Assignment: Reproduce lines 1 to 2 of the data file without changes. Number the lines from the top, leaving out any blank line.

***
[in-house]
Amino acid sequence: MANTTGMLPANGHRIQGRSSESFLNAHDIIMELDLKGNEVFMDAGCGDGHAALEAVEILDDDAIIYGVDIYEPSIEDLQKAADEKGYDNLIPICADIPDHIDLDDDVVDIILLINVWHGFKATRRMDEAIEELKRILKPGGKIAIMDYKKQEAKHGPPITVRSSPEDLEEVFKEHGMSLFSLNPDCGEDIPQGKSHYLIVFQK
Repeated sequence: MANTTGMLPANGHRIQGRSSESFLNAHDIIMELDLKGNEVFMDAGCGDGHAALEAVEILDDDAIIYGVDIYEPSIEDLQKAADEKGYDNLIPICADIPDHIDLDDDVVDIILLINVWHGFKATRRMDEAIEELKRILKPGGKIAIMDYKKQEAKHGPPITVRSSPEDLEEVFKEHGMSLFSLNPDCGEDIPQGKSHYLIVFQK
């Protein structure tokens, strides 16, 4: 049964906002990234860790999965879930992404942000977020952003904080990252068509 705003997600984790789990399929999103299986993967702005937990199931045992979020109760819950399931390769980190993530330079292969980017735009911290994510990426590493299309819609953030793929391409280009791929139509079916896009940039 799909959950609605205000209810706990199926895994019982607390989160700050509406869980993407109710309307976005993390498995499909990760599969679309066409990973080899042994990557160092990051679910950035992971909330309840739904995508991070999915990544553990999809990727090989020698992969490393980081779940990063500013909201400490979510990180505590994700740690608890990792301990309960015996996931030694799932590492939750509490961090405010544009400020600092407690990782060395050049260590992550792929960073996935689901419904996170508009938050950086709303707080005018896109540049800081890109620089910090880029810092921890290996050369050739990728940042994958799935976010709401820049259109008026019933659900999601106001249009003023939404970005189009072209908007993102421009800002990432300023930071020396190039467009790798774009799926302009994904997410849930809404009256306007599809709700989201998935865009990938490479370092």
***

[in-house]
Amino acid sequence: MANTTGMLPANGHRIQGRSSESFLNAHDIIMELDLKGNEVFMDAGCGDGHAALEAVEILDDDAIIYGVDIYEPSIEDLQKAADEKGYDNLIPICADIPDHIDLDDDVVDIILLINVWHGFKATRRMDEAIEELKRILKPGGKIAIMDYKKQEAKHGPPITVRSSPEDLEEVFKEHGMSLFSLNPDCGEDIPQGKSHYLIVFQK